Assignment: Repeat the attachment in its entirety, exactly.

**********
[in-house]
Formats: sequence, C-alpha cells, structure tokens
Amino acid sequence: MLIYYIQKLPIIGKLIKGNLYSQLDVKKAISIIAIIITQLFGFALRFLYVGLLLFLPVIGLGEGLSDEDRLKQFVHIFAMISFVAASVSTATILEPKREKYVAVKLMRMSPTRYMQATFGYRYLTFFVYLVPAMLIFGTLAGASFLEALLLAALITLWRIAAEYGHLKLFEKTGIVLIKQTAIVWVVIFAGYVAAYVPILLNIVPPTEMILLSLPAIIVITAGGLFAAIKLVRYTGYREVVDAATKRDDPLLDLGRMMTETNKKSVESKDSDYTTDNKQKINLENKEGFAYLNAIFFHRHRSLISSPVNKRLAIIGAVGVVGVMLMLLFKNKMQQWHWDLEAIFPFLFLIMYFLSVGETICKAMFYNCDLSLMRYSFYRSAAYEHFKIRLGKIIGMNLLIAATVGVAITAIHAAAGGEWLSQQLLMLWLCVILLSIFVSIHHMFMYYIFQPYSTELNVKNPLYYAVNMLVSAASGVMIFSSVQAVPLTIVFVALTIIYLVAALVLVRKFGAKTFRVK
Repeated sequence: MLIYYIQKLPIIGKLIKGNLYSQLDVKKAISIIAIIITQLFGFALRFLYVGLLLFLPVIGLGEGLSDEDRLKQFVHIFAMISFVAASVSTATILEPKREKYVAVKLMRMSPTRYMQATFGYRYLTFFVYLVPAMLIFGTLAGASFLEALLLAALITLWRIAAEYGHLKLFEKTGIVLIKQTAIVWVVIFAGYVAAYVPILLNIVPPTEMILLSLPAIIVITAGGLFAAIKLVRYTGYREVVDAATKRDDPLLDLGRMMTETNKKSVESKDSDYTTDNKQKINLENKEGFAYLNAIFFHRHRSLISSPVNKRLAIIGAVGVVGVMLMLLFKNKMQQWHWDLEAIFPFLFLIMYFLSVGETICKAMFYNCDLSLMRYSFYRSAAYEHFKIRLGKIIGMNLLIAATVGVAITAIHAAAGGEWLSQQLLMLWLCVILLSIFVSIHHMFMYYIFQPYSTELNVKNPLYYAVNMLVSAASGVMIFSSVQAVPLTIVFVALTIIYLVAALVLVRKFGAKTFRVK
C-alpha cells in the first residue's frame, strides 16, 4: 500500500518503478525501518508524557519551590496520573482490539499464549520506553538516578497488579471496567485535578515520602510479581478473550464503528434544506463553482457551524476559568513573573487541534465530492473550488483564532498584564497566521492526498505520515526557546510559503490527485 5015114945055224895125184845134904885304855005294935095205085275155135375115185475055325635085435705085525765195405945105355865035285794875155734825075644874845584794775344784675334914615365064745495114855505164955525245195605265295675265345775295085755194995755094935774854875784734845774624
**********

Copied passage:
[in-house]
Formats: sequence, C-alpha cells, structure tokens
Amino acid sequence: MLIYYIQKLPIIGKLIKGNLYSQLDVKKAISIIAIIITQLFGFALRFLYVGLLLFLPVIGLGEGLSDEDRLKQFVHIFAMISFVAASVSTATILEPKREKYVAVKLMRMSPTRYMQATFGYRYLTFFVYLVPAMLIFGTLAGASFLEALLLAALITLWRIAAEYGHLKLFEKTGIVLIKQTAIVWVVIFAGYVAAYVPILLNIVPPTEMILLSLPAIIVITAGGLFAAIKLVRYTGYREVVDAATKRDDPLLDLGRMMTETNKKSVESKDSDYTTDNKQKINLENKEGFAYLNAIFFHRHRSLISSPVNKRLAIIGAVGVVGVMLMLLFKNKMQQWHWDLEAIFPFLFLIMYFLSVGETICKAMFYNCDLSLMRYSFYRSAAYEHFKIRLGKIIGMNLLIAATVGVAITAIHAAAGGEWLSQQLLMLWLCVILLSIFVSIHHMFMYYIFQPYSTELNVKNPLYYAVNMLVSAASGVMIFSSVQAVPLTIVFVALTIIYLVAALVLVRKFGAKTFRVK
Repeated sequence: MLIYYIQKLPIIGKLIKGNLYSQLDVKKAISIIAIIITQLFGFALRFLYVGLLLFLPVIGLGEGLSDEDRLKQFVHIFAMISFVAASVSTATILEPKREKYVAVKLMRMSPTRYMQATFGYRYLTFFVYLVPAMLIFGTLAGASFLEALLLAALITLWRIAAEYGHLKLFEKTGIVLIKQTAIVWVVIFAGYVAAYVPILLNIVPPTEMILLSLPAIIVITAGGLFAAIKLVRYTGYREVVDAATKRDDPLLDLGRMMTETNKKSVESKDSDYTTDNKQKINLENKEGFAYLNAIFFHRHRSLISSPVNKRLAIIGAVGVVGVMLMLLFKNKMQQWHWDLEAIFPFLFLIMYFLSVGETICKAMFYNCDLSLMRYSFYRSAAYEHFKIRLGKIIGMNLLIAATVGVAITAIHAAAGGEWLSQQLLMLWLCVILLSIFVSIHHMFMYYIFQPYSTELNVKNPLYYAVNMLVSAASGVMIFSSVQAVPLTIVFVALTIIYLVAALVLVRKFGAKTFRVK
C-alpha cells in the first residue's frame, strides 16, 4: 500500500518503478525501518508524557519551590496520573482490539499464549520506553538516578497488579471496567485535578515520602510479581478473550464503528434544506463553482457551524476559568513573573487541534465530492473550488483564532498584564497566521492526498505520515526557546510559503490527485 5015114945055224895125184845134904885304855005294935095205085275155135375115185475055325635085435705085525765195405945105355865035285794875155734825075644874845584794775344784675334914615365064745495114855505164955525245195605265295675265345775295085755194995755094935774854875784734845774624